The story in Euphoria was inspired by events in the life of anthropologist Margaret Mead. Most of the story takes place on the Sepik River in the Territory of New Guinea in the early 1930s.
I found it fascinating to read about the lives of the three anthropologists in the story, as well as the cultures of the tribes they were living with. Although this story is mostly about the love triangle that exists between the three anthropologists, it is so richly enhanced by the exotic setting and people in which they are submerged. For me, this is what makes the book so captivating.
Nell is a dedicated American anthropologist who is passionate about her work. She believes in it and takes it very seriously. At the heart of her drive is her desire to find the ideal society.
Who are we and where are we going? Why are we, with all our “progress”, so limited in understanding & sympathy & the ability to give each other real freedom? Why with our emphasis on the individual are we still so blinded by the urge to conform?… I think above all else it is freedom I search for in my work, in these far-flung places, to find a group of people who give each other the room to be in whatever way they need to be. And maybe I will never find it all in one culture but maybe I can find parts of it in several cultures, maybe I can piece it together like a mosaic and unveil it to the world.
The story begins with Nell and Fen leaving the Mumbanyo tribe. Because of the violence prevalent in their culture, Nell was anxious to leave, while Fen was strangely reluctant. Right away we see there is a rift in their marriage. Fen is envious of Nell’s success, creating constant tension and an unsupportive environment between the two of them. This feeling is amplified when Bankson enters the picture.
Bankson has been alone with the Kiona tribe for almost two years. For the last while he has been doubting the meaning of his work and feeling suicidal.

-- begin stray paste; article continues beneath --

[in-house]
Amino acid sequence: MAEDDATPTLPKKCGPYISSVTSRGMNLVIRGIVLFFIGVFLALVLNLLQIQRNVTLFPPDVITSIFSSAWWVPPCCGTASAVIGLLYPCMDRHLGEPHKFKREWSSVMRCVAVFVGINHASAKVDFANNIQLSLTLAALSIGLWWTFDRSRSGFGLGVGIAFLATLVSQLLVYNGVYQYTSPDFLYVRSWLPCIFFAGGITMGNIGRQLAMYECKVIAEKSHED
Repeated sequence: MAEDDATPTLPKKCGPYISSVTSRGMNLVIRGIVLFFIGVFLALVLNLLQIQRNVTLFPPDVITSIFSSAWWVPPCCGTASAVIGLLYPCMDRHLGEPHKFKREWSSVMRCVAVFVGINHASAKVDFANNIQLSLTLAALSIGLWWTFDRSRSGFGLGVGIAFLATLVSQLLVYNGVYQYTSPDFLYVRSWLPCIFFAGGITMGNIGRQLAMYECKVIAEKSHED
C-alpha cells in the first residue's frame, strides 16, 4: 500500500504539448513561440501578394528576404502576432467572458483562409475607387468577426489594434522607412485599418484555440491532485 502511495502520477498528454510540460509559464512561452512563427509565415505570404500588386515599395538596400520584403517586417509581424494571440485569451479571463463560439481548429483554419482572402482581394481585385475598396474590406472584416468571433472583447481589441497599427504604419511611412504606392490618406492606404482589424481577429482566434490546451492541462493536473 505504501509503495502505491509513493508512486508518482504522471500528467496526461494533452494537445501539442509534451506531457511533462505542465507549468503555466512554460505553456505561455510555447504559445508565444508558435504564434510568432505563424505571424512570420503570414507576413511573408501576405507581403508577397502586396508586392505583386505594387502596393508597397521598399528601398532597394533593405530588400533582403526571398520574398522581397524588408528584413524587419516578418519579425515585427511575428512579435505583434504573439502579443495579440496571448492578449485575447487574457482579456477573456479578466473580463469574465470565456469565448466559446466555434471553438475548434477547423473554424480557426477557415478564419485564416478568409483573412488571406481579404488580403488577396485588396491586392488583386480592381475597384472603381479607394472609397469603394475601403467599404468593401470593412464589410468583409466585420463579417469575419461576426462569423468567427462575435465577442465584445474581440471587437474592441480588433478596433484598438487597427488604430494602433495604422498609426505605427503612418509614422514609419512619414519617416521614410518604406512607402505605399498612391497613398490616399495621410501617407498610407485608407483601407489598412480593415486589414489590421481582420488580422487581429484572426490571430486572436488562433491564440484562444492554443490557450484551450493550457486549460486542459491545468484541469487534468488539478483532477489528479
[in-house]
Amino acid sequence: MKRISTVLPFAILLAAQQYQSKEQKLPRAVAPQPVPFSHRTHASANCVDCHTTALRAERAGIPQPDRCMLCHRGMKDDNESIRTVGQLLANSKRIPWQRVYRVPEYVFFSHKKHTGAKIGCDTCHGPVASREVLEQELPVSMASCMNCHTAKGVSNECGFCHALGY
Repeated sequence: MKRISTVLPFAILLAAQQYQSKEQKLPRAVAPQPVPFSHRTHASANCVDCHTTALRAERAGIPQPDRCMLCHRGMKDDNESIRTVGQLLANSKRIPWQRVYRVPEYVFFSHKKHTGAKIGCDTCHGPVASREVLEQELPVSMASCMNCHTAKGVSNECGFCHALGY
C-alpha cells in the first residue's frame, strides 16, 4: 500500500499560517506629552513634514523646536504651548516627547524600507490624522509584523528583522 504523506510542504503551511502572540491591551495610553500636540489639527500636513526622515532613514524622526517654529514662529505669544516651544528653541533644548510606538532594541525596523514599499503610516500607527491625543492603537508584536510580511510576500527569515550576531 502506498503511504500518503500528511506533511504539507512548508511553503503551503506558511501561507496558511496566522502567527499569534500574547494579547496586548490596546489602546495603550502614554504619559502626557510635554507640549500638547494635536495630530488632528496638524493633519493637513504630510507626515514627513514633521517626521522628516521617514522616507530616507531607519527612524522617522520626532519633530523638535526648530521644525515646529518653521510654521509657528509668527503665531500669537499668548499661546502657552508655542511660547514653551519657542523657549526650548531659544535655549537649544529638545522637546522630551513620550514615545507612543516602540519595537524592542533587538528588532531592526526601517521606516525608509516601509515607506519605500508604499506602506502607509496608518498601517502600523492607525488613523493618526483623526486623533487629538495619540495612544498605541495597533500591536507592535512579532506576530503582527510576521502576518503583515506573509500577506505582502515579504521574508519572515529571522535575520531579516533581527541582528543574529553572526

I asked her if she believed you could ever truly understand another culture. I told her the longer I stayed, the more asinine the attempt seemed, and that what I’d become more interested in is how we believed we could be objective in any way at all, we who each came in with our own personal definitions of kindness, strength, masculinity, femininity, God, civilization, right and wrong.
“What was it B said? Something about how all we’re watching is natives toadying to the white man. Glimpses of how it really was before us are rare, if not impossible. He despairs at the deepest level that this work has no meaning. Does it? Have I been deluding myself? Are these wasted years?”
When only one person is the expert on a particular people, do we learn more about the people or the anthropologist when we read the analysis?
The arrival of Nell and Fen pulls him out of his slump and gives him company to look forward to. The location of Nell and Fen’s new tribe, the Tam, becomes the setting for the devastating love triangle that develops between the three of them.
Right away Bankson is drawn to the very things in Nell that Fen feels threatened by/resents; her natural gift and enthusiasm for anthropology, her work ethic in the field, and her desire to discuss her work with someone else. For the first time in a long while he believes in his work again. He revels in their conversations and their time together. Nell, in turn, is drawn to his interest in her and her work. He is kind and wants to listen to what she has to say.
Nell and Fen had chased away my thoughts of suicide. But what had they left me with? Fierce desires, a great tide of feeling of which I could make little sense, and ache that seemed to have no name but want. I want. Intransitive. No object. It was the opposite of wanting to die. But it was scarcely more bearable.
From time to time, as we are reading, we come across Bankson wondering if things might have turned out differently, if… I found myself wondering often what these upcoming events were that Bankson keeps alluding to. What happens? How bad is it that Bankson wishes he could have somehow altered the course of events?
If we had not come up with the Grid, had not had that experience together, and if I had not stayed but gone back to the Kiona, would any of the rest have happened?
Long after I was finished reading this book, I found myself thinking about it. Although it was fiction, Euphoria left me wanting to go back again into the world Lily King created, and to learn more. It made me curious about the real lives of the early anthropologists. What would it have been like? I also wonder about the tribes who are represented in this book. Are any of them still around?
This is the first book by Lily King that I have read, but there are others. Has anyone read any of her other books? Any recommendations on other books about anthropology; fiction or non-fiction?
For an extensive and entertaining review of this book, see Rick’s at Another Book Blog.